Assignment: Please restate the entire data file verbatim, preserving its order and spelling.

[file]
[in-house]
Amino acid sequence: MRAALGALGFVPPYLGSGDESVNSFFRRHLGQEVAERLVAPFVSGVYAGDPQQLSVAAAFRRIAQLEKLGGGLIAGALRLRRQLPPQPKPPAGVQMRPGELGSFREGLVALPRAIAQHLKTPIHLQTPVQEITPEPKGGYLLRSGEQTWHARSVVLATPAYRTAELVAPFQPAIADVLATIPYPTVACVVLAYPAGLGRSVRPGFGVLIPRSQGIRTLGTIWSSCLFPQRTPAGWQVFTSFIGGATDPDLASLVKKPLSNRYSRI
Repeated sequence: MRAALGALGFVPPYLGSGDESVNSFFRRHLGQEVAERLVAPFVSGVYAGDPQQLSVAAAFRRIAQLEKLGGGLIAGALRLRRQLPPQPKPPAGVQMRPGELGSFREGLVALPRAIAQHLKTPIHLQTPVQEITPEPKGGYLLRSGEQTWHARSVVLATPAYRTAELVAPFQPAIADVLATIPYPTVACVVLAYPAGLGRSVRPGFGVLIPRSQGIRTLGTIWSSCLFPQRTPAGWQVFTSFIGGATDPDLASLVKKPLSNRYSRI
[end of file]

[in-house]
Amino acid sequence: MRAALGALGFVPPYLGSGDESVNSFFRRHLGQEVAERLVAPFVSGVYAGDPQQLSVAAAFRRIAQLEKLGGGLIAGALRLRRQLPPQPKPPAGVQMRPGELGSFREGLVALPRAIAQHLKTPIHLQTPVQEITPEPKGGYLLRSGEQTWHARSVVLATPAYRTAELVAPFQPAIADVLATIPYPTVACVVLAYPAGLGRSVRPGFGVLIPRSQGIRTLGTIWSSCLFPQRTPAGWQVFTSFIGGATDPDLASLVKKPLSNRYSRI
Repeated sequence: MRAALGALGFVPPYLGSGDESVNSFFRRHLGQEVAERLVAPFVSGVYAGDPQQLSVAAAFRRIAQLEKLGGGLIAGALRLRRQLPPQPKPPAGVQMRPGELGSFREGLVALPRAIAQHLKTPIHLQTPVQEITPEPKGGYLLRSGEQTWHARSVVLATPAYRTAELVAPFQPAIADVLATIPYPTVACVVLAYPAGLGRSVRPGFGVLIPRSQGIRTLGTIWSSCLFPQRTPAGWQVFTSFIGGATDPDLASLVKKPLSNRYSRI